Ocean Club Condominium Association, Inc. v. Gardner

A-4853-96T3, 1998 WL 896718 (N.J. Super. App. Div. 1998)
  • Opinion Date: December 16, 1998

CONDOMINIUMS; DEVELOPERS—A condominium developer is required to contribute toward capital reserves, other than for capital improvements, which are defined as additions to the original project.

After taking control of the operations of a condominium, the association sued the developer, alleging, among other things, that the developer had failed to pay its proportionate share of common expenses during the approximately year-and-one-half when it was acting as the association. Specifically, the association argued that the developer had failed to pay its share of the so-called replacement reserve component of the common expense assessment. To the Court, there was no question that the sponsor and the association had an obligation to budget and collect common expenses, including “reserves for deferred maintenance, replacement and capital improvements of the common elements.” The applicable statute also requires an association to collect the cost of common expenses including the “maintenance, repair, replacement, cleaning and sanitation of the common elements.” There being no serious dispute about the association’s obligations, the question was whether the developer, while in control of the association, was exempt from them. Both the statute and the association’s by-laws declared that without written approval of the developer, no action could be taken to assess the developer as a unit owner for capital improvements. Consequently, the real dispute related to what is included within the term, “capital improvements.” Nothing in the condominium’s documents, the Condominium Act or the Administrative Code defines capital improvements. Testimony taken before the lower court led it to conclude that a capital improvement contemplates the creation of some new common facility or installation; that is, something beyond the items which were part of the original construction. To the Appellate Division, such a definition made sense from a policy point of view. In its view, for example, it is one thing for a developer to be obligated to contribute to the repair and replacement of various common facilities while the sponsor is still in control. At that point, the developer has a clear stake in the success of the facility since its profits flow from the sale of new units. This benefit is less direct with regard to the creation of new facilities. In this particular case, none of the budgets during the period of sponsor control provided for new construction.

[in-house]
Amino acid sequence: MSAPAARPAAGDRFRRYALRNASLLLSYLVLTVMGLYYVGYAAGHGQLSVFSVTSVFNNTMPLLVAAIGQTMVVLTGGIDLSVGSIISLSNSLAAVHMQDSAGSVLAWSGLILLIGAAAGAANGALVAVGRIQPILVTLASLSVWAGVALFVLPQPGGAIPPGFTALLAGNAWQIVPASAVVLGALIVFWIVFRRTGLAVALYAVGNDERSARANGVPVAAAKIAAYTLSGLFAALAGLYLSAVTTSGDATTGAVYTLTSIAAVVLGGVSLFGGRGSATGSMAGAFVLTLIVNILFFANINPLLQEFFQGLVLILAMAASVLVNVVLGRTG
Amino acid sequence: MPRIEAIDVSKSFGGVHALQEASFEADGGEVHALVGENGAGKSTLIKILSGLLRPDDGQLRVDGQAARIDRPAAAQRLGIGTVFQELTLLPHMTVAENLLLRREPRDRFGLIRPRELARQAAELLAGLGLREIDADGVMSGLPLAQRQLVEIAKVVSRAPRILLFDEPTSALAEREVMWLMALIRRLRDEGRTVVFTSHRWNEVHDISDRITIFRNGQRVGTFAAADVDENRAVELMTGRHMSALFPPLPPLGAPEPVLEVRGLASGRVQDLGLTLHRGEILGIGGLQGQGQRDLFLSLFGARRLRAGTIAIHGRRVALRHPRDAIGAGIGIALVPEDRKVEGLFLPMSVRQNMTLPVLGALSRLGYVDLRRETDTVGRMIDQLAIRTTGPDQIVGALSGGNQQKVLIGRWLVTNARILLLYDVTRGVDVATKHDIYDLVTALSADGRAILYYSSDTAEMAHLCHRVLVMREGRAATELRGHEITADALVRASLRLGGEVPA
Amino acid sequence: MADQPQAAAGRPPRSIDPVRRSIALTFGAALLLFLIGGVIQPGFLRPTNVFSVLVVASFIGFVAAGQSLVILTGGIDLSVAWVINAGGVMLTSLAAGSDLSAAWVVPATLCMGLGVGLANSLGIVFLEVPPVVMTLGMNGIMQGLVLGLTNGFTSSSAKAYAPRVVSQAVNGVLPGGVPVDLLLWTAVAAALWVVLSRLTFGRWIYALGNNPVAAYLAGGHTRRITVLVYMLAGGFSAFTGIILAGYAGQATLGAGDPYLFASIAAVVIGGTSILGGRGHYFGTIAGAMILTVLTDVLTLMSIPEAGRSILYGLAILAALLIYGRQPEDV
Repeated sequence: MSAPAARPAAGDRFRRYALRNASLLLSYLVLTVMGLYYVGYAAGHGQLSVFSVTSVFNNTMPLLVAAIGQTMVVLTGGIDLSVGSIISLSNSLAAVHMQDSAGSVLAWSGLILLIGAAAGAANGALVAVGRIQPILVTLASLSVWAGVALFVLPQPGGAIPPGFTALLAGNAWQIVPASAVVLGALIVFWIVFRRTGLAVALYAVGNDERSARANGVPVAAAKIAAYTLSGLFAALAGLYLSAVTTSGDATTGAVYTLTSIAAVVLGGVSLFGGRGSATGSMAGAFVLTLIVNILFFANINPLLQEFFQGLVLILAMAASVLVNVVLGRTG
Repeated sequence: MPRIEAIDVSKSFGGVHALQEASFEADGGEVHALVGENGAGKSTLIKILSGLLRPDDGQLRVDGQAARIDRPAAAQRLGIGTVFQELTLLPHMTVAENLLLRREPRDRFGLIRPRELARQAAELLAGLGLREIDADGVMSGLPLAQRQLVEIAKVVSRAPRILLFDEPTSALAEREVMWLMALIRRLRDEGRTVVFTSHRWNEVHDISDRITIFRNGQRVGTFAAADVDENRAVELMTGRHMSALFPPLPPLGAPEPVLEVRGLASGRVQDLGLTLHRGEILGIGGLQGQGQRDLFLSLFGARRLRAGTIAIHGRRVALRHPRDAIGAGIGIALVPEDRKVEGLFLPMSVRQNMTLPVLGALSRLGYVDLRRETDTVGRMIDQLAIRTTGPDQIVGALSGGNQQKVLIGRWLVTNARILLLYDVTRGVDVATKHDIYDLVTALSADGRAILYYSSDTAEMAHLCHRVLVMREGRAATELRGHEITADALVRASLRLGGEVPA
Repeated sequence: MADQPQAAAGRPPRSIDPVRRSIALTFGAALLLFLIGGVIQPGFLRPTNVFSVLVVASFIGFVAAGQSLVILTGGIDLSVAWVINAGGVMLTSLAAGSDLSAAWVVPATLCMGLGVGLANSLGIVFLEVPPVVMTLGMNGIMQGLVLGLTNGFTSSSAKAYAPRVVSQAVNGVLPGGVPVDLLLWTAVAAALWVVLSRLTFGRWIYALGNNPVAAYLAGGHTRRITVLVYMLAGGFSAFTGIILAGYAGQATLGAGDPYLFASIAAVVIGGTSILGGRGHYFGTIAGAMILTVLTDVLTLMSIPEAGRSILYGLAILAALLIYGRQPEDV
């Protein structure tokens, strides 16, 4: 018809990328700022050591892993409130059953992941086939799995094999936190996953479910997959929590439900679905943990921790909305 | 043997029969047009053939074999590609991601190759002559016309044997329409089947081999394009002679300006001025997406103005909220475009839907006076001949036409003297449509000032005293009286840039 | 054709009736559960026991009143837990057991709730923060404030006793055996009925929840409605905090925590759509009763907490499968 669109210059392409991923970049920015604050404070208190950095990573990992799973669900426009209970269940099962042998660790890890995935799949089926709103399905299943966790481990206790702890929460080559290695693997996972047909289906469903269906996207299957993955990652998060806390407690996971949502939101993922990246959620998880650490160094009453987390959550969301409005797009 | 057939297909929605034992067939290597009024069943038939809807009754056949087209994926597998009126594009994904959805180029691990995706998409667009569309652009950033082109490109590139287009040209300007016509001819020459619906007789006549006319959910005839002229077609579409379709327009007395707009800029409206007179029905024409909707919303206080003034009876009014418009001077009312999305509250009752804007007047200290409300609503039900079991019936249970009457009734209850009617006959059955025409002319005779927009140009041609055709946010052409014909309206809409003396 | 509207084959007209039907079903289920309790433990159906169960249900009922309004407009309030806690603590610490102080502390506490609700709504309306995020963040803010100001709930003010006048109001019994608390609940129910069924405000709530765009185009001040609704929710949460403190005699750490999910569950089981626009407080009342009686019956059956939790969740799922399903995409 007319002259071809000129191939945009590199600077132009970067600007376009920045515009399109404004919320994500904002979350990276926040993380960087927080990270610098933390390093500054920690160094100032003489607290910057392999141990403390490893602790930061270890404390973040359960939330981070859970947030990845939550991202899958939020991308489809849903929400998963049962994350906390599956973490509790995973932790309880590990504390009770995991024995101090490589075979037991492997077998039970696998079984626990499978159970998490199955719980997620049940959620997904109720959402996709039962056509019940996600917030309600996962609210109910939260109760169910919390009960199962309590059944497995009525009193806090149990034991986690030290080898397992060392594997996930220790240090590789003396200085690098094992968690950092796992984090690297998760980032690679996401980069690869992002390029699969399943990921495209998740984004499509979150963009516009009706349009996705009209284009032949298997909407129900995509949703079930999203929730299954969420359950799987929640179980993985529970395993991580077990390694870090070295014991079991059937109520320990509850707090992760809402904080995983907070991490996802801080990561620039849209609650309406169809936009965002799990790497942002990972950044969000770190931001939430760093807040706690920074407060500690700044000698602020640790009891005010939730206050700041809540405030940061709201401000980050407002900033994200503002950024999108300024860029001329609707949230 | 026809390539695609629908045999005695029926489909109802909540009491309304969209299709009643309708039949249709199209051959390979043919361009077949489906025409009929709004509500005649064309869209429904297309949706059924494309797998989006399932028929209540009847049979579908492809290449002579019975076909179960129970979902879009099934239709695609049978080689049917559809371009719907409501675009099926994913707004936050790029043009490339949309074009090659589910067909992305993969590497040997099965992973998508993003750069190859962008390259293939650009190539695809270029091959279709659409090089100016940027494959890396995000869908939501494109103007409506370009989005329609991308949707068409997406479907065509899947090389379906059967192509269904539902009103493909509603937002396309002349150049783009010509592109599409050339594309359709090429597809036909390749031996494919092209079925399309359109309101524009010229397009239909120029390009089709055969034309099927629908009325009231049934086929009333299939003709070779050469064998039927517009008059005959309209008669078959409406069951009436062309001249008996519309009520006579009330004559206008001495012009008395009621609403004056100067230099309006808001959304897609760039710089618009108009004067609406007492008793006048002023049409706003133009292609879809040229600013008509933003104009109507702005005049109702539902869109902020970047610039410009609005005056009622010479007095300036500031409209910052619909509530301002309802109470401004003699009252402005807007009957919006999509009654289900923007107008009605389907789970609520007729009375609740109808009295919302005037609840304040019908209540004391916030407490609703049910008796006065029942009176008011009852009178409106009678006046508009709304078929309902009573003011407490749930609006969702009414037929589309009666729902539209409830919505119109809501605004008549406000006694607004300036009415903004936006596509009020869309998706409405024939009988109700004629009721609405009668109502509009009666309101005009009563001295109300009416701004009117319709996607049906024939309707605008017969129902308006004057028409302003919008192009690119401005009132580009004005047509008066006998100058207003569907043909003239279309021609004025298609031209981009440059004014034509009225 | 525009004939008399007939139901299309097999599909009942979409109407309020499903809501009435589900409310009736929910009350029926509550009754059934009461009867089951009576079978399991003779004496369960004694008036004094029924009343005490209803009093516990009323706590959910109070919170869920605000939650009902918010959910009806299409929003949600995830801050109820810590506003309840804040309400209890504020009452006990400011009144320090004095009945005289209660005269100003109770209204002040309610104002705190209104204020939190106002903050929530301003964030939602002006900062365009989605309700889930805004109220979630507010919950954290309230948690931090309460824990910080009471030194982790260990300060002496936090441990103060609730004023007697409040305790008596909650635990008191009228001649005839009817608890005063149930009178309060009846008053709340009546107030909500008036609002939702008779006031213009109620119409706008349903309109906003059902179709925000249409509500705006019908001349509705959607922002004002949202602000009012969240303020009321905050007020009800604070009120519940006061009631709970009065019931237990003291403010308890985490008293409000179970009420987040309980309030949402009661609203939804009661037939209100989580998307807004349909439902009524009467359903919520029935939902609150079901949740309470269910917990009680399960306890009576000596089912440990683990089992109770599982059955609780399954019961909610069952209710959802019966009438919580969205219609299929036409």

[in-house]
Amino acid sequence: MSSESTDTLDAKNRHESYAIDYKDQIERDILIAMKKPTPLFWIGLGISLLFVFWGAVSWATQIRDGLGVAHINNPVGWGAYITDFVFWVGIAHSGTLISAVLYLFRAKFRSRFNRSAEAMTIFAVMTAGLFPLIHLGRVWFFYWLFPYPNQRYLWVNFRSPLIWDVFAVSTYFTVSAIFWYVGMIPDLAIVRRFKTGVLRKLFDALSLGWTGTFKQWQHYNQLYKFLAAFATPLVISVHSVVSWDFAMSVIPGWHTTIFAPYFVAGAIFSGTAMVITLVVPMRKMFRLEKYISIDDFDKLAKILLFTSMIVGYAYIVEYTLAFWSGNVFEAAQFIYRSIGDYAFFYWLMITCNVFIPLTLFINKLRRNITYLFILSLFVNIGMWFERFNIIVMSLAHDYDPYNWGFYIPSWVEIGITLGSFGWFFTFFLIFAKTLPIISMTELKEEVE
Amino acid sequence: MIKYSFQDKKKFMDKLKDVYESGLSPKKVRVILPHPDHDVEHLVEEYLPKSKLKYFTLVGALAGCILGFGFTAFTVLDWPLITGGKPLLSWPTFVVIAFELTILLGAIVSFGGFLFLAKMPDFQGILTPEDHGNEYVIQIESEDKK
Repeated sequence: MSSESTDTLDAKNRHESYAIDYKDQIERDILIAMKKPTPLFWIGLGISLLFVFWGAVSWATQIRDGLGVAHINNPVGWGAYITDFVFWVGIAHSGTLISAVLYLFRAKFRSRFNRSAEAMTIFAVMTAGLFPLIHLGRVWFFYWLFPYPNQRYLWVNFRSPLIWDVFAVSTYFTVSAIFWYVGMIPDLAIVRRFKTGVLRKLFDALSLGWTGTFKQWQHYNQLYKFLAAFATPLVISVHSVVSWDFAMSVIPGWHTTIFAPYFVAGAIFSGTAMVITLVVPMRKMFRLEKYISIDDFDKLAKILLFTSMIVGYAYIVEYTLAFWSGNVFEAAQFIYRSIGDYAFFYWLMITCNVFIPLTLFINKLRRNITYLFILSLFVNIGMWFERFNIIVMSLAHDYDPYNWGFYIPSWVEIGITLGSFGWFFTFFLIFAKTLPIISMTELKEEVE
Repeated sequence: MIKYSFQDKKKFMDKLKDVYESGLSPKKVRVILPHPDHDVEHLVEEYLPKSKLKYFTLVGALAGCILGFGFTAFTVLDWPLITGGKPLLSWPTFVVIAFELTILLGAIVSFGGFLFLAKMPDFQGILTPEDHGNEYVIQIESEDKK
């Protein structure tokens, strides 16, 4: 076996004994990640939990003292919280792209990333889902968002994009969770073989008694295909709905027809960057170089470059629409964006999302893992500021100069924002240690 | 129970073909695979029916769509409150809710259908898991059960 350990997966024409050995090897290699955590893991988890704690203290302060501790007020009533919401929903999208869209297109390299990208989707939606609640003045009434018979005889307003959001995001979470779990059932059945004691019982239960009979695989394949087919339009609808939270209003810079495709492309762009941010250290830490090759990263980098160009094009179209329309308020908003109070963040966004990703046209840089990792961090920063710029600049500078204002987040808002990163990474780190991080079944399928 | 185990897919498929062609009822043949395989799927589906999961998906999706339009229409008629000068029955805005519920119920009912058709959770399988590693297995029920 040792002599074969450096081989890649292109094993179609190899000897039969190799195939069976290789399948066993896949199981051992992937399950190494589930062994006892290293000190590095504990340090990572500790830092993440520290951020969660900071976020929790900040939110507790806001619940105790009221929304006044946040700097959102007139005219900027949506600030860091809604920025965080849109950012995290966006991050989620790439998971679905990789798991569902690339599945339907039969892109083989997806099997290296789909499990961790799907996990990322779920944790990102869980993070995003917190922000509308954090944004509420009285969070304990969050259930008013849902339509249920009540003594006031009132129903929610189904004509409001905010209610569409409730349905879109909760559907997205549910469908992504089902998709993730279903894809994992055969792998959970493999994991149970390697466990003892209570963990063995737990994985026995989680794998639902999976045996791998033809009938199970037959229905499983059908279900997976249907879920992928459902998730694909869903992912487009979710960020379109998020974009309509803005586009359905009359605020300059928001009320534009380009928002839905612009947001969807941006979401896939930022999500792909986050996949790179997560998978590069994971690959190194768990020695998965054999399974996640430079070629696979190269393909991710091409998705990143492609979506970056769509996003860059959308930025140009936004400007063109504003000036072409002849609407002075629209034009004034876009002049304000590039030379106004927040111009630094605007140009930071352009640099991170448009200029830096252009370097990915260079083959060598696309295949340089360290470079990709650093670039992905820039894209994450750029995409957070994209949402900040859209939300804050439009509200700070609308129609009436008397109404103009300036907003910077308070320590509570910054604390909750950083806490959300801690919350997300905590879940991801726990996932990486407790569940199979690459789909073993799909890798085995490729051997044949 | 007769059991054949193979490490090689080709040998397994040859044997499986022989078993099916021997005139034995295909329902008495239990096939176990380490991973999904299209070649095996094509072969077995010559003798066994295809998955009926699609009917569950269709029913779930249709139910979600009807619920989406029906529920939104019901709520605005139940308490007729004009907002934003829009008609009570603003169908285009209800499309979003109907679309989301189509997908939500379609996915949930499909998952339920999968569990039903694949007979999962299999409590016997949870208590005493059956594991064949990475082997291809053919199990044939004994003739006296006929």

The Public Offering Statement specifically relieved the sponsor (and any institutional lender) from assessments for capital improvements of any kind, “including reserves.” Consequently, the lower court raised the question of whether the reference to “reserves” was intended to embrace “replacement reserves.” Answering that question, it determined that the most logical conclusion was to distinguish between those reserves the need for replacement and repair and those relating to capital improvements. In its view, it is only the latter from which the sponsor was relieved.

The developer also argued that when it was given the option to substitute a subsidy guarantee for what would otherwise be the burden of filing a bond for deficits and operating expenses, it was relieved of the obligation to pay replacement reserves. The Court disagreed because it did not read the subsidy option as a limitation on a sponsor’s preturnover obligations.